Rocket Ninja’ Shr3d Engine Provides Boost in Social Gaming 3D Arms Race

Yesterday, we got our first look at a 3D social game engine that streams through Flash without the use of a plugin or download from developer Rocket Ninja in the game Wrestler: Unstoppable. The developer’s proprietary engine, Shr3d, marks another effort by developers to push the web technology that makes more sophisticated games possible.

When 3D first came to console video games, it changed both the way that players interacted with the games and the way the video games industry judged progress. An arms race emerged where the three largest console developers — Nintendo, Sony, and Microsoft — spent the majority of their development budgets on creating bigger, better 3D experiences. This created an environment where game designers focused on crafting games that showcased the technology, effectively changing the types of games players had access to.

So far, the social games industry has been immune to the 3D arms race, instead focusing on an art quality arms race where developers looked for ways to create vivid, distinctive visuals that ran smoothly on Flash. We’ve seen developers explore ways to create these experiences through hiring highly specialized artists, experimenting with data storage options for art assets on client computers, and also with plugins that provide games with additional functionality like Microsoft Silverlight. Now, with Rocket Ninja’s new engine, we begin to see where the 3D arms race could make its way into social games as Shr3d creates a 3D experience without the use of plugins.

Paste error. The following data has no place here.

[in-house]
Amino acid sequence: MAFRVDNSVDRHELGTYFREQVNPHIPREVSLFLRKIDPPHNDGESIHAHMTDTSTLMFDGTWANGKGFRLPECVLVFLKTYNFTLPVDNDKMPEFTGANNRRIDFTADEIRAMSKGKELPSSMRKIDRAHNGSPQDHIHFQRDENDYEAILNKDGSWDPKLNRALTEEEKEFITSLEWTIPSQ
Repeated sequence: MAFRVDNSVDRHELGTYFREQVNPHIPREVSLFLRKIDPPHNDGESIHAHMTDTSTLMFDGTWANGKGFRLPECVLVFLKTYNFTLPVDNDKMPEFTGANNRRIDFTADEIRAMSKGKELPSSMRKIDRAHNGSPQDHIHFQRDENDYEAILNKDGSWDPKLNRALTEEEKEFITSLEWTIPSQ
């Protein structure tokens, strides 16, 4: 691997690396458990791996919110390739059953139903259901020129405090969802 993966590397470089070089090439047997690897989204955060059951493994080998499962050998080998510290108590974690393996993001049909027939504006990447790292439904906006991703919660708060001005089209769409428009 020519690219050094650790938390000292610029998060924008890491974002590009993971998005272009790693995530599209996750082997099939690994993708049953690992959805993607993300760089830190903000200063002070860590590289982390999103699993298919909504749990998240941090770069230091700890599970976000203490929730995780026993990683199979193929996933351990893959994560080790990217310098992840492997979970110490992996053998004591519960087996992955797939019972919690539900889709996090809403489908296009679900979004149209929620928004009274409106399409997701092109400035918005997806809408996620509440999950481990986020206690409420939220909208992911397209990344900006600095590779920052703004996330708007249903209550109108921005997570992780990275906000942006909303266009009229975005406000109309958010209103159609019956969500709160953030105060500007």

ISG interviews Rocket Ninja CEO Oded Pelled, CTO Randy Fish, and Executive Producer Neil Haldar on the implementation of Shr3d and what 3D means for the social games industry.

Inside Social Games: Wrestler: Unstoppable was originally a 2D fighting game experience. How did you introduce the existing player base to 3D without overwhelming them?

Oded Pelled: When we launched [Shr3d] on Cinco de Mayo, the game was in 3D for all users. The game by default [now] appears in 3D for all users. [The upcoming] sound features will only be for 3D, and in the next month, there’s not going to be a 2D option. There’s going to be 3D animation with sounds, or there’s going to be basically [a mode] with animations turned off.

ISG: Did you experience any early performance issues by introducing 3D into the game?

Pelled: The unique thing about Shr3d is that it works with Flash version 10 and it works with low performing machines, so we’re very pleased to [report] that we don’t get complaints about performance issues. So far.

Randy Fish: The animations are pretty small. I think most of the size of the download is actually in some of the models, in the texturing. And in the background in the arenas. I’m not sure what the total size is of an actual character, but we have a pre-loader, so by the time the match starts, you’ve got all the assets you need. The characters themselves are very small. Right now we’re relying very heavily on the browser’s caching mechanisms and that’s been working very well. Our Flash engineer worked on Shr3d almost almost completely with a four-year-old laptop that’s basically a netbook just to make sure that we’re addressing [possible performance issues].

ISG: Now that you can render everything from animations to actual items in 3D, will you add more premium decoration features as a revenue stream?

Pelled: We haven’t yet. We have 10 new [arena] venues coming in the next few months. Some of them are very, very cool. There are more venues in different locations and obviously a person will have to buy them.

ISG: A lot of social game developers are beginning to think of 3D as an arms race. What is your attitude toward the rise of 3D in social games?